A recent study identified genes with Sertoli- and granulosa-biased postnatal expression and showed that many of them were associated with sex-biased differentially-accessible chromatin regions (DARs). In postnatal Sertoli cells, many of the Sertoli-biased DARs were bound by both DMRT1 and SOX9, confirming again postnatal cooperation between the two transcription factors in maintaining the Sertoli cell fate. Furthermore, ChIP-seq analysis of granulosa cells ectopically expressing Dmrt1 or Sox9 indicated that DMRT1 and SOX9 jointly bind many sites, although SOX9 was unable to bind most of these sites in the absence of DMRT1, suggesting that during the transdifferentiation process, DMRT1 acts as a pioneer factor promoting chromatin accessibility at regions where SOX9 binds subsequently [33]. Nevertheless, the fact that ectopic SOX9 expression can reprogram sex-biased gene expression in vitro without activating Dmrt1 indicates that DMRT1-independent actions of SOX9 also exist during the Sertoli-to-granulosa transdifferentiation process [33]. Activation of the SOX9/SOX8-DMRT1 axis is essential to maintain Foxl2 repressed, a process that is mediated by the antagonism of DMRT1 on the feminizing action of retinoic acid (RA) [31][30]. Two independent genetic cascades are necessary for embryonic and early postnatal maintenance of the female fate, one controlled by WNT signaling and the other by FOXL2 [34][35]. In the adult ovary, FOXL2 alone is essential to maintain the granulosa cell fate, whereas the involvement of WNT genes in female sex maintenance remains to be elucidated [14]. FOXL2 cooperates with ERα and ERβ in maintaining the granulosa cell fate by directly repressing the Sox9 promoter [14][36]. In addition, the action of TGF-β, FST and LATS1/2, RUNX1, FOXO1/3 is necessary for maintaining the granulosa cell fate. Although it is known (1) that FOXL2 can cooperate with members of the TGF-β pathway in maintaining Fst expression [37][38]; (2) that FOXL2 is phosphorylated by LATS1, a process that seems to be important for granulosa cell differentiation and follicle maturation [39]; and (3) that FOXL2 and RUNX1 exhibit overlaps in chromatin binding in fetal ovaries [40], most of the molecular mechanisms governing the functional relationship among these female promoting genes remain unknown.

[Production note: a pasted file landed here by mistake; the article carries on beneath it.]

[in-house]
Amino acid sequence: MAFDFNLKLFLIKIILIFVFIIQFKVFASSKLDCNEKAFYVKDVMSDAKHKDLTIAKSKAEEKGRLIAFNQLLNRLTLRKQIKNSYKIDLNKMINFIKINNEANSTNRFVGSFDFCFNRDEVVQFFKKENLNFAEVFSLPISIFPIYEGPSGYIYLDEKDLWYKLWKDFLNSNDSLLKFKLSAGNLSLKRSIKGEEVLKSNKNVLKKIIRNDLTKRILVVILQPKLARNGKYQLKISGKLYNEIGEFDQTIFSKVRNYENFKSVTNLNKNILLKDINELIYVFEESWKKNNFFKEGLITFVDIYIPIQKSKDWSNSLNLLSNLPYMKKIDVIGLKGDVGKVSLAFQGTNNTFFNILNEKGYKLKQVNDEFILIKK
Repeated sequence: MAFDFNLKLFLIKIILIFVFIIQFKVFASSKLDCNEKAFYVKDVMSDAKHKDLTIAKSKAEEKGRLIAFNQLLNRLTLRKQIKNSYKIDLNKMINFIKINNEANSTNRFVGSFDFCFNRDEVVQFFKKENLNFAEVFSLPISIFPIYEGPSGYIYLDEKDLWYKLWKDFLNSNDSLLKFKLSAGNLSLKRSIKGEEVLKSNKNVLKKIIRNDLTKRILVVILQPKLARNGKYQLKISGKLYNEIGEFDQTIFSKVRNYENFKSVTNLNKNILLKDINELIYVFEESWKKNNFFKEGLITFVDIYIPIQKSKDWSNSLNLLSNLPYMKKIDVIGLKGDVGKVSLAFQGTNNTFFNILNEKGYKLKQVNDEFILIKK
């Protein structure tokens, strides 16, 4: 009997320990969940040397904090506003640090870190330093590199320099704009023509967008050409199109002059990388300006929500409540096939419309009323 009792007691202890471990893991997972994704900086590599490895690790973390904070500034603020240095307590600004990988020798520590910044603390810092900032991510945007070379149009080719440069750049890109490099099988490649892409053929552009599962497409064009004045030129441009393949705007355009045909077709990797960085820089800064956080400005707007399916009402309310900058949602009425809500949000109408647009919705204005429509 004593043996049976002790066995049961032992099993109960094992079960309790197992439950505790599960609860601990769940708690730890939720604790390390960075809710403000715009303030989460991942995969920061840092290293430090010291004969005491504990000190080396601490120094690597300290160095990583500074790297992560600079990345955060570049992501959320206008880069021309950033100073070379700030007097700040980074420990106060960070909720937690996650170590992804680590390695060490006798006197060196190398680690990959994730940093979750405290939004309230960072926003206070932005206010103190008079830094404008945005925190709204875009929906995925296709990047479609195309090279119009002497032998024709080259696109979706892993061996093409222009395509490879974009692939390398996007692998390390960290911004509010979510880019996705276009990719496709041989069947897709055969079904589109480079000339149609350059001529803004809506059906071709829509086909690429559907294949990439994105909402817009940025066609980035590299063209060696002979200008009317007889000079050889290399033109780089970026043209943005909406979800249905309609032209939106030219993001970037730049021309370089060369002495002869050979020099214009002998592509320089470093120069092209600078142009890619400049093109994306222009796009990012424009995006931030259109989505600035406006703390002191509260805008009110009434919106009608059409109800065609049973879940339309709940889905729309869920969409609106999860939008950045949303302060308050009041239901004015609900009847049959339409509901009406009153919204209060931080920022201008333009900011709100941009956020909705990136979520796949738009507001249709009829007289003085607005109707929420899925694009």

Figure 1. Current model for the maintenance of sex-specific supporting cell fates in adult gonads. In Sertoli cells, SOX9/8 establish a feed-forward regulatory loop with DMRT1, necessary for the maintenance of the male-specific program and for preventing the expression of ovary-promoting genes including FOXL2. DMRT1 inhibits RA signaling, which induces the expression of ovarian genes. In granulosa cells, FOXL2 interacts with ESR1/2 and probably with other genes and molecular pathways including WNT, TGFβ, FST, LATS1/2, FOXO1/3, and RUNX1 to maintain the female-specific program. FOXL2 together with ESR1/2 negatively regulates SOX9/8 and/or DMRT1. Male- and female-promoting genes are in blue and red, respectively. Blue and red lines represent an action exerted by male- and female-promoting genes, respectively. Positive regulation is indicated by arrows. Negative regulation is indicated by perpendicular lines.
    Finally, we would like to mention that alterations of the balance between male- and female-promoting factors are associated with gonadal diseases, particularly sex cord tumors. For example, a mutation of FOXL2 (C134W) is found in more than 97% of adult-type granulosa cell tumors [41]. In addition, other molecules and pathways such as inhibins, TGF-β, WNT, and SOX9 are associated with the pathogenesis or prognosis of gonadal tumors [42][43][44]. Thus, the exact knowledge of how the sex is maintained is important to understand gonadal function under normal and pathological conditions.

    The entry is from 10.3390/genes12070999